Buy Textbooks  |  Rent Textbooks  |  Sell Textbooks  |  eTextbooks
Help  |  Questions? 1-877-292-6442
Hello, Sign In
Your Account
0

Protesting War

Protesting War (ISBN10: 128841532X; ISBN13: 9781288415328)
ISBN13: 978-1288415328
ISBN10: 128841532X

Summary: Since the divisive Vietnam experience, US Presidents have avoided diplomatic and military intervention in the affairs of other states fearing a negative American public reaction. US involvement in Beirut and Somalia was cut short and the use of ground forces in Kosovo was off the table. As President H.W. Bush concluded in 1991, a 'Vietnam Syndrome' had taken hold of the public. Bush explained this problem in greater detail: 'I don't think that public] support for the 1991 Gulf War] would last if
it were a drawn-out conflagration. I think support would erode, as it did in Vietnam.'' Additionally, foreign adversaries have also made calculated, strategic decisions on the belief Americans are unwilling to support protracted, bloody conflicts. This was especially true in Osama Bin Laden's calculus when he declared war on the US. In fact, in a 1998 ABC News interview he emphasized the symbolic importance of the 1983 Beirut bombing referring to US soldiers as 'paper tigers.' In a letter to his chief deputy in Iraq, Al Qaeda's number two leader, Zawahiri wrote, 'The aftermath of the collapse of American power in Vietnam, and how they ran and left their agents, is noteworthy.' So, given the Afghanistan War is now longer than the Vietnam War, why have Americans not protested to the same degree? Clearly, there are stark difference between Vietnam and Afghanistan along war rationale, economic sacrifice, and personal connection explanations.
...show more
Summary: Since the divisive Vietnam experience, US Presidents have avoided diplomatic and military intervention in the affairs of other states fearing a negative American public reaction. US involvement in Beirut and Somalia was cut short and the use of ground forces in Kosovo was off the table. As President H.W. Bush concluded in 1991, a 'Vietnam Syndrome' had taken hold of the public. Bush explained this problem in greater detail: 'I don't think that public] support for the 1991 Gulf War] would last if it were a drawn-out conflagration. I think support would erode, as it did in Vietnam.'' Additionally, foreign adversaries have also made calculated, strategic decisions on the belief Americans are unwilling to support protracted, bloody conflicts. This was especially true in Osama Bin Laden's calculus when he declared war on the US. In fact, in a 1998 ABC News interview he emphasized the symbolic importance of the 1983 Beirut bombing referring to US soldiers as 'paper tigers.' In a letter to his chief deputy in Iraq, Al Qaeda's number two leader, Zawahiri wrote, 'The aftermath of the collapse of American power in Vietnam, and how they ran and left their agents, is noteworthy.' So, given the Afghanistan War is now longer than the Vietnam War, why have Americans not protested to the same degree? Clearly, there are stark difference between Vietnam and Afghanistan along war rationale, economic sacrifice, and personal connection explanations....show less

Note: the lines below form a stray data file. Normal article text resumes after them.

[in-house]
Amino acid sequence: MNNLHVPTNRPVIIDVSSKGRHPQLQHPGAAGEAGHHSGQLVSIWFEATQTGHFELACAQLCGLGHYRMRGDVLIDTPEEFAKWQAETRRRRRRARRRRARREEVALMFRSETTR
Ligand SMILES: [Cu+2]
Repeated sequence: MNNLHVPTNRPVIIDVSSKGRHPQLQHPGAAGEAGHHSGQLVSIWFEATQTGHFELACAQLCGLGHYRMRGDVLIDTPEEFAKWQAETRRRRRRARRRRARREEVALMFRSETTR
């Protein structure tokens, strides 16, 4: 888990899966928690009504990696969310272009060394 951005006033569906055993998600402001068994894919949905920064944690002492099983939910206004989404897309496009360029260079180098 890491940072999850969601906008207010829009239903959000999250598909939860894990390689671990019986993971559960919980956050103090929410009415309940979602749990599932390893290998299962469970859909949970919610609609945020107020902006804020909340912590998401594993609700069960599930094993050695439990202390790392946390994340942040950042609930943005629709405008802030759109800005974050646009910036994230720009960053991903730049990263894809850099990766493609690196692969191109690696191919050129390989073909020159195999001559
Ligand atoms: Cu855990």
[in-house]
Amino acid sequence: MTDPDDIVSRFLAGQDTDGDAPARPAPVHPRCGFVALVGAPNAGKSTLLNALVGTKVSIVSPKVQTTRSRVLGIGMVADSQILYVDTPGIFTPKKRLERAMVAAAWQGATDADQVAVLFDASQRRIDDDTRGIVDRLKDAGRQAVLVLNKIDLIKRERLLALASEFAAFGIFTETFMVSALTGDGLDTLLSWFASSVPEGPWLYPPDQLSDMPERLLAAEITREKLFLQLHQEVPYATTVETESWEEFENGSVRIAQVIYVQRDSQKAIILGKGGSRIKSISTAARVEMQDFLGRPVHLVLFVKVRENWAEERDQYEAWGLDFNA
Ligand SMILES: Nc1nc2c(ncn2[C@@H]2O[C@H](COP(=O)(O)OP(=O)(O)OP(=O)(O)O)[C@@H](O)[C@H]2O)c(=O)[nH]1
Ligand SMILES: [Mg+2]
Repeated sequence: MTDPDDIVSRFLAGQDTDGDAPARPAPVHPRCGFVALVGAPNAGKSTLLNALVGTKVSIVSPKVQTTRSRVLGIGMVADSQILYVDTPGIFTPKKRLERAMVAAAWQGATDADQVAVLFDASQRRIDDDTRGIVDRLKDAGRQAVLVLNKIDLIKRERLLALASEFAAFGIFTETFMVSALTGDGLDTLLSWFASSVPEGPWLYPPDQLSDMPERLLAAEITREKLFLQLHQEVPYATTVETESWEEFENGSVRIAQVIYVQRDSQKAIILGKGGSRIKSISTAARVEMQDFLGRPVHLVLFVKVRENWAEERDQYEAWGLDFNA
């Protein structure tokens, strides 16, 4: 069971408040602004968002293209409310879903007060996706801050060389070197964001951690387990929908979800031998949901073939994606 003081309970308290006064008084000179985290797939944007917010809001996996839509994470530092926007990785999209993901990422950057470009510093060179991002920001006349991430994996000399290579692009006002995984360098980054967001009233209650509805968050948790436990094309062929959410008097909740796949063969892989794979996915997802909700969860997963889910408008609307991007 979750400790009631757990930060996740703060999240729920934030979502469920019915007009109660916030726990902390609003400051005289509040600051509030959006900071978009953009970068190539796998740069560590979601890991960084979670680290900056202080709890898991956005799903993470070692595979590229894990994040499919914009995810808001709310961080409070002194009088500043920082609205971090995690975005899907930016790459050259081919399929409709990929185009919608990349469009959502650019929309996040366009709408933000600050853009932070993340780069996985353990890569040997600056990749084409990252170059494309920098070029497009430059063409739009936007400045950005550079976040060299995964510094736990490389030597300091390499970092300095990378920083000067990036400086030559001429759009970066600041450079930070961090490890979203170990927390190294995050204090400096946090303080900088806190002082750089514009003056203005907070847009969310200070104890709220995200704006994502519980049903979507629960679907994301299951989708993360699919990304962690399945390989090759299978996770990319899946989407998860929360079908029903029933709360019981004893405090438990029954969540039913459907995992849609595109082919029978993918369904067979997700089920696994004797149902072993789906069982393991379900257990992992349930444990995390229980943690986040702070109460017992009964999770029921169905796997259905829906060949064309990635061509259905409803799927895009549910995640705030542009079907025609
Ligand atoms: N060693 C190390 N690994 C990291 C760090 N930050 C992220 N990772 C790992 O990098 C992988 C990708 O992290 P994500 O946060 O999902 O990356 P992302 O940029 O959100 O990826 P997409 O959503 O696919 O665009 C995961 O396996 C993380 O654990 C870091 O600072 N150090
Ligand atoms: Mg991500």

Cover:
Publisher: Biblioscholar
Year Published: 2012
International: No



List Price: $49.00
Used  Currently Sold Out
New  Currently Sold Out
Rental $41.49
Due back 12/18/2015
Rental
Save $7.51 (15%)
  • Free return shipping
  • In stock
  • 21-day satisfaction guarantee
CDs or access codes may not be included
Close
Close
Close